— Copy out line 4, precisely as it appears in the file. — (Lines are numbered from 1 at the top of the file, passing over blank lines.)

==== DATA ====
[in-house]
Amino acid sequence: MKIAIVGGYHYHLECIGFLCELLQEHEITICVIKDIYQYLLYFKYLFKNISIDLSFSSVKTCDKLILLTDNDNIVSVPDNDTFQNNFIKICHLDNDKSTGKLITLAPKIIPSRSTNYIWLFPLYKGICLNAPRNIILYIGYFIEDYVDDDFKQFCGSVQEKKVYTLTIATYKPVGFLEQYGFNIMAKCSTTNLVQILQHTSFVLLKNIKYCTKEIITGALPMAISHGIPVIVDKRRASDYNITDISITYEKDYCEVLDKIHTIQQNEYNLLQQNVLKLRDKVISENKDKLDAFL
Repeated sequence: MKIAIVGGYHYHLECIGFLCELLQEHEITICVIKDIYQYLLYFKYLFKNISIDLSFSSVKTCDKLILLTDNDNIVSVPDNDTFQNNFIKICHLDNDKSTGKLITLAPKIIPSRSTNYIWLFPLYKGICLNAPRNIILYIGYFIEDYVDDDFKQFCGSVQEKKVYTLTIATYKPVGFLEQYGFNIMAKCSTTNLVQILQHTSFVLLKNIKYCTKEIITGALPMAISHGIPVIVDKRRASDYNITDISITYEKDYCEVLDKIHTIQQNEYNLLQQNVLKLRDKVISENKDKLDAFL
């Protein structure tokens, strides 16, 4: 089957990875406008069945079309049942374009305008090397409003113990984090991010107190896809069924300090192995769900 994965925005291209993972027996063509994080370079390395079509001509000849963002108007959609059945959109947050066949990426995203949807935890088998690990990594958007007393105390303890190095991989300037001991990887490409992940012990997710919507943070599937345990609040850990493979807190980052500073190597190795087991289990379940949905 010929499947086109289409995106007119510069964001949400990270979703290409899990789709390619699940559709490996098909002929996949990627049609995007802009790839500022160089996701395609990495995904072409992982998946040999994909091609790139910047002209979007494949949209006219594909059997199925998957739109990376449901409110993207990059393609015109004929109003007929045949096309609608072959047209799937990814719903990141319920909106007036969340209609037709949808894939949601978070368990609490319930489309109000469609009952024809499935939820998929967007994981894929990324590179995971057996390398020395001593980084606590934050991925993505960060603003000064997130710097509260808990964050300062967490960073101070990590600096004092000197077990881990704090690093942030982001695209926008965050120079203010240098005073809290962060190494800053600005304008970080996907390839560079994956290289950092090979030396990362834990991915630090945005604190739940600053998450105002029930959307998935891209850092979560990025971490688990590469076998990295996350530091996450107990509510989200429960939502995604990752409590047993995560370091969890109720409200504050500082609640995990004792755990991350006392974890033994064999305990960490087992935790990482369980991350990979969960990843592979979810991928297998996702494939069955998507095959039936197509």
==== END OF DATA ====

């Protein structure tokens, strides 16, 4: 089957990875406008069945079309049942374009305008090397409003113990984090991010107190896809069924300090192995769900 994965925005291209993972027996063509994080370079390395079509001509000849963002108007959609059945959109947050066949990426995203949807935890088998690990990594958007007393105390303890190095991989300037001991990887490409992940012990997710919507943070599937345990609040850990493979807190980052500073190597190795087991289990379940949905 010929499947086109289409995106007119510069964001949400990270979703290409899990789709390619699940559709490996098909002929996949990627049609995007802009790839500022160089996701395609990495995904072409992982998946040999994909091609790139910047002209979007494949949209006219594909059997199925998957739109990376449901409110993207990059393609015109004929109003007929045949096309609608072959047209799937990814719903990141319920909106007036969340209609037709949808894939949601978070368990609490319930489309109000469609009952024809499935939820998929967007994981894929990324590179995971057996390398020395001593980084606590934050991925993505960060603003000064997130710097509260808990964050300062967490960073101070990590600096004092000197077990881990704090690093942030982001695209926008965050120079203010240098005073809290962060190494800053600005304008970080996907390839560079994956290289950092090979030396990362834990991915630090945005604190739940600053998450105002029930959307998935891209850092979560990025971490688990590469076998990295996350530091996450107990509510989200429960939502995604990752409590047993995560370091969890109720409200504050500082609640995990004792755990991350006392974890033994064999305990960490087992935790990482369980991350990979969960990843592979979810991928297998996702494939069955998507095959039936197509």